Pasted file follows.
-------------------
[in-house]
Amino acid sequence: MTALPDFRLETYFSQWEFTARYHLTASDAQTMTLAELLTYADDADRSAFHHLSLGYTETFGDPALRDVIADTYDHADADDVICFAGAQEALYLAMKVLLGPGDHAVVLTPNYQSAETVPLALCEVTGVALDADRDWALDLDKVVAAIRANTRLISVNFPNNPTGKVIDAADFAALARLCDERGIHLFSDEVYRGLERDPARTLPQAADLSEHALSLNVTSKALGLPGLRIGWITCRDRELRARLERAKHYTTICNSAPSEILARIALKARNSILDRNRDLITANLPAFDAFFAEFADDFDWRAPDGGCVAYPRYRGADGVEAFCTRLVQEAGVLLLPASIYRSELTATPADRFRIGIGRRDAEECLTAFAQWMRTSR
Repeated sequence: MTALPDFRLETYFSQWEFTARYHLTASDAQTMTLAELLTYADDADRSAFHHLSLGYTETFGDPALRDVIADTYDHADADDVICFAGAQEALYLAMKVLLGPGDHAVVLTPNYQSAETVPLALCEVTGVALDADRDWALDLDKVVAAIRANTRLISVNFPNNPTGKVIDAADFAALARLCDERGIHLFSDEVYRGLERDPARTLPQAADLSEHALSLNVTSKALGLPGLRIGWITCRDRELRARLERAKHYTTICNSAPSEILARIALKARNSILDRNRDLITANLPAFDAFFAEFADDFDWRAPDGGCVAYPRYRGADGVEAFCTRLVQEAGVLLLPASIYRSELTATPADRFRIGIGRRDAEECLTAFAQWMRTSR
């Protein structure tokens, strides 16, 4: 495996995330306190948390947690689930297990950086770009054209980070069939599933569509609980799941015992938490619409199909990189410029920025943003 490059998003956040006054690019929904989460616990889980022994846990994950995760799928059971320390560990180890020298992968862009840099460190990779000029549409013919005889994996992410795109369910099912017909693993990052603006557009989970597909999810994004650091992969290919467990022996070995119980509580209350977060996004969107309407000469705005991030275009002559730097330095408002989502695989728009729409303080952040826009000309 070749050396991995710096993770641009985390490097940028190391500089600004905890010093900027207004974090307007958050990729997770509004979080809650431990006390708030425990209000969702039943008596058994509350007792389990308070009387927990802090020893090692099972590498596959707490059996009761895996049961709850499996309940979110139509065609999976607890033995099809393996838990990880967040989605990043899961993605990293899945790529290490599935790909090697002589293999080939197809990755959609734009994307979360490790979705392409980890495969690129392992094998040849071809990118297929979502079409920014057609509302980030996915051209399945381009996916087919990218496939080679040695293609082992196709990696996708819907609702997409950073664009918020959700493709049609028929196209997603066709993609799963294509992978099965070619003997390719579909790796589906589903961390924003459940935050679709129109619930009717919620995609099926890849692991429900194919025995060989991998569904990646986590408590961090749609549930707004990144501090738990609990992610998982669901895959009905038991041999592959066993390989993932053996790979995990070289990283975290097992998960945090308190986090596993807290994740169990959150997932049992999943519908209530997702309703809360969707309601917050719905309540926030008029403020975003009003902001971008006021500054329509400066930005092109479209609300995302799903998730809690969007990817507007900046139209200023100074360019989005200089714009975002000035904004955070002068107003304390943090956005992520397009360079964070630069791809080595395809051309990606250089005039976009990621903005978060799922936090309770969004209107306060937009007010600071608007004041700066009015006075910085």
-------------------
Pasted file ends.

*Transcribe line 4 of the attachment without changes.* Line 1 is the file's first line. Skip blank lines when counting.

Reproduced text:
């Protein structure tokens, strides 16, 4: 495996995330306190948390947690689930297990950086770009054209980070069939599933569509609980799941015992938490619409199909990189410029920025943003 490059998003956040006054690019929904989460616990889980022994846990994950995760799928059971320390560990180890020298992968862009840099460190990779000029549409013919005889994996992410795109369910099912017909693993990052603006557009989970597909999810994004650091992969290919467990022996070995119980509580209350977060996004969107309407000469705005991030275009002559730097330095408002989502695989728009729409303080952040826009000309 070749050396991995710096993770641009985390490097940028190391500089600004905890010093900027207004974090307007958050990729997770509004979080809650431990006390708030425990209000969702039943008596058994509350007792389990308070009387927990802090020893090692099972590498596959707490059996009761895996049961709850499996309940979110139509065609999976607890033995099809393996838990990880967040989605990043899961993605990293899945790529290490599935790909090697002589293999080939197809990755959609734009994307979360490790979705392409980890495969690129392992094998040849071809990118297929979502079409920014057609509302980030996915051209399945381009996916087919990218496939080679040695293609082992196709990696996708819907609702997409950073664009918020959700493709049609028929196209997603066709993609799963294509992978099965070619003997390719579909790796589906589903961390924003459940935050679709129109619930009717919620995609099926890849692991429900194919025995060989991998569904990646986590408590961090749609549930707004990144501090738990609990992610998982669901895959009905038991041999592959066993390989993932053996790979995990070289990283975290097992998960945090308190986090596993807290994740169990959150997932049992999943519908209530997702309703809360969707309601917050719905309540926030008029403020975003009003902001971008006021500054329509400066930005092109479209609300995302799903998730809690969007990817507007900046139209200023100074360019989005200089714009975002000035904004955070002068107003304390943090956005992520397009360079964070630069791809080595395809051309990606250089005039976009990621903005978060799922936090309770969004209107306060937009007010600071608007004041700066009015006075910085």